'Jumping the Broom': Set-to at a family wedding

Paula Patton and Laz Alonso play a couple from opposite ends of the socio-economic spectrum whose wedding brings together their families.
Paula Patton and Laz Alonso play a couple from opposite ends of the socio-economic spectrum whose wedding brings together their families.
Posted: May 06, 2011

No offense Big Momma and Madea, but Jumping the Broom offers the distinction of being the first predominantly black movie this year where the leading lady isn't a man in a housecoat.

This buoyant, multigenerational comedy that takes its title from the African American wedding ritual has other distinctions as well. It's relatively raunch-free, it has a sparkling cast that reunites Waiting to Exhale stars Angela Bassett and Loretta Devine as combative matriarchs, and it likes its characters well enough to forgive them their faults.

Paula Patton and Laz Alonso are the couple from opposite ends of the socio-economic spectrum who bring together their very different families for the first time for their destination wedding in Martha's Vineyard.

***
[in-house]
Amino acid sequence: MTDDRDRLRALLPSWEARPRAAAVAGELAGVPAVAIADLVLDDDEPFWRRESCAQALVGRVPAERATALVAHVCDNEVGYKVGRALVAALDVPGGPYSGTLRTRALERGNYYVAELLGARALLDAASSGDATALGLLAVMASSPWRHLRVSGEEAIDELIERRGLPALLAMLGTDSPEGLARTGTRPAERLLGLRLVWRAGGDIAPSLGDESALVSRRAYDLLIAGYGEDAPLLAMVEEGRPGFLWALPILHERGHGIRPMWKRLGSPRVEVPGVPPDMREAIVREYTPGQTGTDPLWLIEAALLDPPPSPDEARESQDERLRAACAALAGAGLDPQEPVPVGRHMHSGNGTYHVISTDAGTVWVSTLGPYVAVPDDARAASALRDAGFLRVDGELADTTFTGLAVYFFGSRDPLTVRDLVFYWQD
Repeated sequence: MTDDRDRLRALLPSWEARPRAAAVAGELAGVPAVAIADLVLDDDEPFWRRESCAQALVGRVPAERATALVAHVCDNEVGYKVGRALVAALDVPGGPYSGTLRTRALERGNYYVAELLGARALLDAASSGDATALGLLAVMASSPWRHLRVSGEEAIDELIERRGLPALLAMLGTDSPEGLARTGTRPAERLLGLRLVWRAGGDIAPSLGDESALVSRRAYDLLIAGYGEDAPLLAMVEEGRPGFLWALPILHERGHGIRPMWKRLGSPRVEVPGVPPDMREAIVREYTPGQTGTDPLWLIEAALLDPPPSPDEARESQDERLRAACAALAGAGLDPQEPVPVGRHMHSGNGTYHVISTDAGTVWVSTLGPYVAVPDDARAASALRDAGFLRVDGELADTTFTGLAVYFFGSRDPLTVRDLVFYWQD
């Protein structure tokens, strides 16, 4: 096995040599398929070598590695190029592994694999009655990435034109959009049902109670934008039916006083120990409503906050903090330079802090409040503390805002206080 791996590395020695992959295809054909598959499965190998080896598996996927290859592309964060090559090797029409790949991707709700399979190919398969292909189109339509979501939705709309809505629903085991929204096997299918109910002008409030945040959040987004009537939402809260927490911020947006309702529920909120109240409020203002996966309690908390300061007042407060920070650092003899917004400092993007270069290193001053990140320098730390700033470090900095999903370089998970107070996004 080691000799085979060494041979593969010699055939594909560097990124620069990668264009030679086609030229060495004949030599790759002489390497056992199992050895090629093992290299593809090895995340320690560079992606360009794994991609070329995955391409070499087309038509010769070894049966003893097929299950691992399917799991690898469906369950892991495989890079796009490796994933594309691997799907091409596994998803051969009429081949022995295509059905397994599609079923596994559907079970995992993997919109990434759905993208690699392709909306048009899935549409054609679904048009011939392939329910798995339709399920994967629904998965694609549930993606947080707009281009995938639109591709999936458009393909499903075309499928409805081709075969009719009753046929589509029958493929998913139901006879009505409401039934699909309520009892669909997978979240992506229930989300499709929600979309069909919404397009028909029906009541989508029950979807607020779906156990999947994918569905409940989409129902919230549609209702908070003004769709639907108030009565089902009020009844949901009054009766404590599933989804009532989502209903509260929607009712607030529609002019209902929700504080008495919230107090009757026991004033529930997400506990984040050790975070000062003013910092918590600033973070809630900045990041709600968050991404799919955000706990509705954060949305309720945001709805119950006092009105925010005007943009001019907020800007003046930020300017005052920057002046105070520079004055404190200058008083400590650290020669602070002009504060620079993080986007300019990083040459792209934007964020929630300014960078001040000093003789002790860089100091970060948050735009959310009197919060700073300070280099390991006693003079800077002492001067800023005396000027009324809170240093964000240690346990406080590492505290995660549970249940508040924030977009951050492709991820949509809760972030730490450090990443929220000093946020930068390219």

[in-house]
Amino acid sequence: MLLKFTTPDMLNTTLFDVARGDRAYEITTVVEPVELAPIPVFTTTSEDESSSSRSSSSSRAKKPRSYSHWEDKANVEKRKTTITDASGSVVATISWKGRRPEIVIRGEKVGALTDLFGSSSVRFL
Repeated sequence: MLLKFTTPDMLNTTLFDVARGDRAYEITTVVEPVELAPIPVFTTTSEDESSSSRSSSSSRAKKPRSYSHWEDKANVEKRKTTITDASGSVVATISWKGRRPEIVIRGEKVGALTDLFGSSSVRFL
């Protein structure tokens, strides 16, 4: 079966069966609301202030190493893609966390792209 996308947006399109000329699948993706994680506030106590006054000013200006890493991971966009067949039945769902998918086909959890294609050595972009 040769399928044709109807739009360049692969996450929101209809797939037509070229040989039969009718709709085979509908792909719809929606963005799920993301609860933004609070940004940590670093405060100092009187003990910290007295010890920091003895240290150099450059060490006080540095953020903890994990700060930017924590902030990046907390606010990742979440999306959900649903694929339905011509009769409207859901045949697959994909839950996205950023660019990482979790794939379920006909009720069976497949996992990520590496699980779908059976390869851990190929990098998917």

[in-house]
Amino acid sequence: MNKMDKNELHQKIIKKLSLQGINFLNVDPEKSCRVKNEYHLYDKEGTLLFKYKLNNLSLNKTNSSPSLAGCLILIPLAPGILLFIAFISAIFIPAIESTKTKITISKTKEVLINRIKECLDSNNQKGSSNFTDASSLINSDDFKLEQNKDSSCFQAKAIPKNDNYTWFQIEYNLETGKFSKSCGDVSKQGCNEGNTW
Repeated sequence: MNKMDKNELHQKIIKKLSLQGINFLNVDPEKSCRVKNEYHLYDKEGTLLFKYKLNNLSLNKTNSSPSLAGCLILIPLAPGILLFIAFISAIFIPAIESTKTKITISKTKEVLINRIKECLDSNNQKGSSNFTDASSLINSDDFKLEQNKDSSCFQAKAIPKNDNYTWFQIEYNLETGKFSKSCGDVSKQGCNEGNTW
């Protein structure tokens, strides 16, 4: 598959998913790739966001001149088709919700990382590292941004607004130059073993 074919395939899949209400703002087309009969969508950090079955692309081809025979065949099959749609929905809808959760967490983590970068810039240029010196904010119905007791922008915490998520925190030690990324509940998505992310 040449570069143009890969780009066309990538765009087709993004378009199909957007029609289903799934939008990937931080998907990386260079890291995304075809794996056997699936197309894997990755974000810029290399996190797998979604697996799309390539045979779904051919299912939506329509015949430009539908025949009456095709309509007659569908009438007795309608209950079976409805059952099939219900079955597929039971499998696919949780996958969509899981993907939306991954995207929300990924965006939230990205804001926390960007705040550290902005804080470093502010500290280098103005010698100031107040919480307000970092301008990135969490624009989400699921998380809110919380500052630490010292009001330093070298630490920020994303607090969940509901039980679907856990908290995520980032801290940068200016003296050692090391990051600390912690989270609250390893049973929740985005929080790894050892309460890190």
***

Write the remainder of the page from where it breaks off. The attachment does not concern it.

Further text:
When they meet at the Watson spread in Chilmark, the snooty Watsons and scrappy Taylors start behaving like cartoon Montagues and Capulets in a version of Guess Who's Coming to Dinner.

Sabrina Watson (the breathtakingly lovely Patton), daughter of old-money professionals, is an enterprising attorney. Jason Taylor (Alonso), a Wall Street broker, comes from humbler origins in Brooklyn.

Mrs. Watson (Bassett), a tightly-wound homemaker, and Mrs. Taylor (Devine), a loosey-goosey postal worker, go at each other like Momzilla and Mothra. One can laugh at their verbal smackdown while also thinking that these enormously talented actresses deserve a movie where they can play three-dimensional parts.

The film, written by Elizabeth Hunter and Arlene Gibbs, is heavier on confrontations than conversations. And it is harsher on its female characters than its males.

But it knows a thing or three about status anxiety. And it and tickles some heartfelt laughs out of the script's seesaws between high melodrama and low comedy.

Among the supporting players, Mike Epps is gently funny as Jason's Uncle Willie Earl, who mediates the tensions between Mrs. Watson's big-fish superiority and Mrs. Taylor's fish-out-of-water inferiority.

Unexpectedly charming is the singer Romeo as a young Ivy Leaguer courting Jason's Auntie Shonda (Tasha Smith).


Contact Carrie Rickey at crickey@phillynews.com or 215-854-5402. Read her blog, Flickgrrl, at http://www.philly.com/flickgrrl/.

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